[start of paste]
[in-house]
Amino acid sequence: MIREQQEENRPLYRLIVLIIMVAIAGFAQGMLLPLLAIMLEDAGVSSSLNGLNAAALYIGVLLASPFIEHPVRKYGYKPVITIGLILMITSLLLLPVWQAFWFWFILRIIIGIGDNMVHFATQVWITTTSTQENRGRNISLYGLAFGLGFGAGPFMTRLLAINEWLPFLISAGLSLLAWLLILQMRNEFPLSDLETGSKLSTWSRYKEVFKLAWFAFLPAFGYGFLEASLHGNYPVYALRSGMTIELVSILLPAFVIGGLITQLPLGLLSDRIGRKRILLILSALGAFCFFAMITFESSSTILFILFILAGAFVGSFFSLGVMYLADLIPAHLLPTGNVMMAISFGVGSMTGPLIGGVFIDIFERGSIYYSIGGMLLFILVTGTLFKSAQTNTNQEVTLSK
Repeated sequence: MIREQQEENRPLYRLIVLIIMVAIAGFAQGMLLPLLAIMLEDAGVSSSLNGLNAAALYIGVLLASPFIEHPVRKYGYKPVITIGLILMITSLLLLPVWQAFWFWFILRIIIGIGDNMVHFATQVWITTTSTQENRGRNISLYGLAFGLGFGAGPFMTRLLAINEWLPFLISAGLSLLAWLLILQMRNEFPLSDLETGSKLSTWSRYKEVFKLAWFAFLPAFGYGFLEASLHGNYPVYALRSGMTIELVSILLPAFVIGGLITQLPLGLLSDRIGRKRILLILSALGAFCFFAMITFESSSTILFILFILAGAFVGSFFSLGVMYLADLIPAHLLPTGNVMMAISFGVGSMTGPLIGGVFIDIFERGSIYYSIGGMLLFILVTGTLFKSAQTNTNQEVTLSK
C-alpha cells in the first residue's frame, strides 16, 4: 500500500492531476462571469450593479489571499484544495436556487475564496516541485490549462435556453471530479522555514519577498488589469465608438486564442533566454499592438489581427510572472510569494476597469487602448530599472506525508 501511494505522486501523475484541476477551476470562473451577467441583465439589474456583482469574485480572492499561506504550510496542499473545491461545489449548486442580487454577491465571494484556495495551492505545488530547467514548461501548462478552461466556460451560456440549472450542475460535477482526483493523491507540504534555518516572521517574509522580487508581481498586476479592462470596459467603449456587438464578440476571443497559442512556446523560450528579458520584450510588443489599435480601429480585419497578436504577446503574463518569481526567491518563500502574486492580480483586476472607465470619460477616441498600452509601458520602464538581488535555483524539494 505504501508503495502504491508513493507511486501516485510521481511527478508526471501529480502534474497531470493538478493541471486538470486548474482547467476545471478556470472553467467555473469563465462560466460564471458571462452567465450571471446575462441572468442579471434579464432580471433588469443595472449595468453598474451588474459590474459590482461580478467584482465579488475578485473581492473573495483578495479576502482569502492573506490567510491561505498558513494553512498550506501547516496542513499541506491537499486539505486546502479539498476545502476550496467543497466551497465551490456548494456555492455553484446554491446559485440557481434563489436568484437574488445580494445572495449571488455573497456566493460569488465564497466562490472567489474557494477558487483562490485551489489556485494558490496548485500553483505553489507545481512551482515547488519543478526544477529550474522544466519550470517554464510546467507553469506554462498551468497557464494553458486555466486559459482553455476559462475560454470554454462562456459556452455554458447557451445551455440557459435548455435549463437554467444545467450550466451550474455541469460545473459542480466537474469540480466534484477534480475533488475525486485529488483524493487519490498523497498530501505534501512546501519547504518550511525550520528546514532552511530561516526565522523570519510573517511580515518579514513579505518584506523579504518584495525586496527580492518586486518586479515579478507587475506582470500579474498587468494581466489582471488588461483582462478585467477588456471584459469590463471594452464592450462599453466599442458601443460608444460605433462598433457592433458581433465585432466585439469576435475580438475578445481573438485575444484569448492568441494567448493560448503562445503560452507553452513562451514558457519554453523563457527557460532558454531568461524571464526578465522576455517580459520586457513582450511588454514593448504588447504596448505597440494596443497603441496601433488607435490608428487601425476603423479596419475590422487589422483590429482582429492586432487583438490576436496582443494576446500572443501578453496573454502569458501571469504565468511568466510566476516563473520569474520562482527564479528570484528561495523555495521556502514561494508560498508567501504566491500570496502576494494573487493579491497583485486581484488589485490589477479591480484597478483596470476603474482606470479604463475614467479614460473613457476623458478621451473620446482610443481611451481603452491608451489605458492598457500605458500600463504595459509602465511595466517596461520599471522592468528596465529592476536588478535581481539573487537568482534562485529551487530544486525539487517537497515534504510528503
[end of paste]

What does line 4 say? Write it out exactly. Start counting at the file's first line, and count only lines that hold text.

C-alpha cells in the first residue's frame, strides 16, 4: 500500500492531476462571469450593479489571499484544495436556487475564496516541485490549462435556453471530479522555514519577498488589469465608438486564442533566454499592438489581427510572472510569494476597469487602448530599472506525508 501511494505522486501523475484541476477551476470562473451577467441583465439589474456583482469574485480572492499561506504550510496542499473545491461545489449548486442580487454577491465571494484556495495551492505545488530547467514548461501548462478552461466556460451560456440549472450542475460535477482526483493523491507540504534555518516572521517574509522580487508581481498586476479592462470596459467603449456587438464578440476571443497559442512556446523560450528579458520584450510588443489599435480601429480585419497578436504577446503574463518569481526567491518563500502574486492580480483586476472607465470619460477616441498600452509601458520602464538581488535555483524539494 505504501508503495502504491508513493507511486501516485510521481511527478508526471501529480502534474497531470493538478493541471486538470486548474482547467476545471478556470472553467467555473469563465462560466460564471458571462452567465450571471446575462441572468442579471434579464432580471433588469443595472449595468453598474451588474459590474459590482461580478467584482465579488475578485473581492473573495483578495479576502482569502492573506490567510491561505498558513494553512498550506501547516496542513499541506491537499486539505486546502479539498476545502476550496467543497466551497465551490456548494456555492455553484446554491446559485440557481434563489436568484437574488445580494445572495449571488455573497456566493460569488465564497466562490472567489474557494477558487483562490485551489489556485494558490496548485500553483505553489507545481512551482515547488519543478526544477529550474522544466519550470517554464510546467507553469506554462498551468497557464494553458486555466486559459482553455476559462475560454470554454462562456459556452455554458447557451445551455440557459435548455435549463437554467444545467450550466451550474455541469460545473459542480466537474469540480466534484477534480475533488475525486485529488483524493487519490498523497498530501505534501512546501519547504518550511525550520528546514532552511530561516526565522523570519510573517511580515518579514513579505518584506523579504518584495525586496527580492518586486518586479515579478507587475506582470500579474498587468494581466489582471488588461483582462478585467477588456471584459469590463471594452464592450462599453466599442458601443460608444460605433462598433457592433458581433465585432466585439469576435475580438475578445481573438485575444484569448492568441494567448493560448503562445503560452507553452513562451514558457519554453523563457527557460532558454531568461524571464526578465522576455517580459520586457513582450511588454514593448504588447504596448505597440494596443497603441496601433488607435490608428487601425476603423479596419475590422487589422483590429482582429492586432487583438490576436496582443494576446500572443501578453496573454502569458501571469504565468511568466510566476516563473520569474520562482527564479528570484528561495523555495521556502514561494508560498508567501504566491500570496502576494494573487493579491497583485486581484488589485490589477479591480484597478483596470476603474482606470479604463475614467479614460473613457476623458478621451473620446482610443481611451481603452491608451489605458492598457500605458500600463504595459509602465511595466517596461520599471522592468528596465529592476536588478535581481539573487537568482534562485529551487530544486525539487517537497515534504510528503